TUCSON, Ariz. -- The Colorado Rockies' spending spree following their first trip to the World Series didn't include many tabs for wining and dining free agents.
Their top target was former Yankees right-hander Luis Vizcaino, whom they gave a two-year, $7.5-million contract, modest by most standards although the biggest ever for a Rockies reliever.
Otherwise, Colorado's major off-season moves consisted of signing young, homegrown talent to long-term deals.
By signing shortstop Troy Tulowitzki, right fielder Brad Hawpe, closer Manny Corpas and right-hander Aaron Cook, the Rockies are hoping the next several seasons will show that last year's NL crown was anything but a fluke.
"The goal is to go to and win a World Series," Tulowitzki said. "We proved we're capable of getting there and showed how close we are, so they stepped up and are showing they want to keep us together."
Cook started things off with a $34.5-million deal for four years.
"Our big thing is we're still a young team and the experience that we gained last year is sort of our free agency," team owner Charlie Monfort said.
The Rockies' unfathomable 21-2 run-up to the World Series has resulted in a 20-percent boost in ticket sales, and the Rockies project their revenues to continue growing, Monfort said.
So, he rolled the dice with two of the team's emerging young stars: Tulowitzki and Corpas.
Tulowitzki's six-year, $31.5-million deal is the biggest contract ever awarded a second-year player in the major leagues, and Corpas signed for $8 million over four years after just half a season as the club's closer. Including escalators and team options for 2012 and 2013, Corpas' deal could be worth nearly $23 million.
Tulowitzki arrived at spring training this year in a spiffy black Maserati GranTurismo.
"A lot can change in a year," said the budding, 23-year-old star who was tooling around in an SUV this time last year and just hoping to break camp with the big club.
Now, he's the marquee player on a young team that is coming off its first NL pennant, one fueled by his phenomenal performance in the field, at the plate and in the clubhouse. He became a respected leader among established veterans, including Todd Helton, despite having played barely a year in the minor leagues.
Tulowitzki led big league shortstops in fielding percentage last year, got to many more balls than anyone at his position and even turned an unassisted triple play, just the 13th in major league history. He also set an NL rookie record for home runs by a shortstop (24) and batted .291 with 99 RBIs.
The crowds at Coors Field began a rhythmic chant for Tulowitzki, and Colorado set a big league record for fielding percentage.
"He made some plays that were jaw-dropping, eye-opening, take-your-breath-away," Manager Clint Hurdle said. "He showed some leadership traits for a young player that I hadn't seen before on the field in the heat of battle. Some big swings of the bat late in games that you don't count on.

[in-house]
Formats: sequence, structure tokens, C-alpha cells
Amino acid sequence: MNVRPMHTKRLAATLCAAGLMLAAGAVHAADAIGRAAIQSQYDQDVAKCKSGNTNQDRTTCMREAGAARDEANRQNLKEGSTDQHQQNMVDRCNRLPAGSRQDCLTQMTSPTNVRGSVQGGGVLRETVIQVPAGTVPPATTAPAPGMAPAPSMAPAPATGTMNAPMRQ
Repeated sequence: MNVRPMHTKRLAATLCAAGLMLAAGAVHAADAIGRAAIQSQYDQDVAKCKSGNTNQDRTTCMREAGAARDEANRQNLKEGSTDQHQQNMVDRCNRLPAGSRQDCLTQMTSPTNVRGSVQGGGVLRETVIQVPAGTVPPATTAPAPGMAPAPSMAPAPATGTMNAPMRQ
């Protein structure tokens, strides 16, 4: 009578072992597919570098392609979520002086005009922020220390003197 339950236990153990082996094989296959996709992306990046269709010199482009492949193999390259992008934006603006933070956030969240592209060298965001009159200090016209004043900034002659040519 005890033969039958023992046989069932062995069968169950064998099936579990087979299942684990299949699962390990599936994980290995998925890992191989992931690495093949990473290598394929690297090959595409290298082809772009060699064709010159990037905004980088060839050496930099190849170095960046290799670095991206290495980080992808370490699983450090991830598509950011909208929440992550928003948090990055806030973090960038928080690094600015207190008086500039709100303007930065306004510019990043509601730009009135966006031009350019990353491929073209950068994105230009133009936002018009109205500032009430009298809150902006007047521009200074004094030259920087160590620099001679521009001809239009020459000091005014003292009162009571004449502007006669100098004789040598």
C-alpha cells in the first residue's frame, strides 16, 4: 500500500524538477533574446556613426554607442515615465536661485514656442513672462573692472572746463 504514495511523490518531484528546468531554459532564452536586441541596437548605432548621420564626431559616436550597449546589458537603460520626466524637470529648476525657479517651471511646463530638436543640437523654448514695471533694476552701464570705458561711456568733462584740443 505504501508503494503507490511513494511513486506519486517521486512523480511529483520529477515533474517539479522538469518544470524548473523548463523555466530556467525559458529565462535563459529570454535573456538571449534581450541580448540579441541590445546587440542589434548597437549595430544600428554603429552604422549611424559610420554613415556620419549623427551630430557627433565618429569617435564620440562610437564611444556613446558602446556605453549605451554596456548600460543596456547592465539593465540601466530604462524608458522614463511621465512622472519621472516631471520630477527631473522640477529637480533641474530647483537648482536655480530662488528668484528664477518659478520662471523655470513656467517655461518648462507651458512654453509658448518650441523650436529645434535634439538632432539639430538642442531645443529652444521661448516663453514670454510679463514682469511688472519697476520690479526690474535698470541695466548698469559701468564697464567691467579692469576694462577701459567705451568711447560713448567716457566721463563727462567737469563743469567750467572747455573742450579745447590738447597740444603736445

"But about two-thirds of the way through the season, nothing he did after that kind of surprised us. He threw a lot at us in a hurry."
And the Rockies quickly threw a lot of money his way, too.
Same with Corpas, the 25-year-old Panamanian right-hander who replaced three-time All-Star Brian Fuentes as Colorado's closer on July 7. He saved 19 of 20 games and went 4-2 with a 2.08 ERA, the lowest by a reliever in club history, then starred in the playoffs, going 1-0 with an 0.87 ERA in nine appearances.
There's no precedent for a reliever with just over a year's service in the major leagues receiving a deal of this magnitude. Any hesitation on the club's part, however, was erased by Corpas' performance in the playoffs, where he recorded five saves and held hitters to a .167 batting average.
"As we see it, there's relievers that can close games and there's relievers that can close big games," assistant general manager Bill Geivett said.
The Rockies plan on being in many more big games with this nucleus of talent.
Corpas, signed by the Rockies as a 16-year-old in 1999, is among the first wave of players to graduate from the Rockies' fledging but stocked Latin American program.
While providing the Rockies with cost certainty in coming years, the deals provide security for the players at what could be bargain prices should they continue to progress at the same rate.
"You've got to make sacrifices to make things work," said Hawpe, who signed for $17.4 million over three years. "I think the Rockies made some sacrifices and I think the players have made sacrifices instead of going out to find better deals. . . . Sometimes you just have to be happy with where you're at and I think we're all happy to be playing with each other."
Third baseman Garrett Atkins, who signed a one-year, $4.4-million contract to avoid arbitration this year, could be the next in line to cash in, although his situation is complicated by the presence of power prospect Ian Stewart.
The big prize, however, is still out there.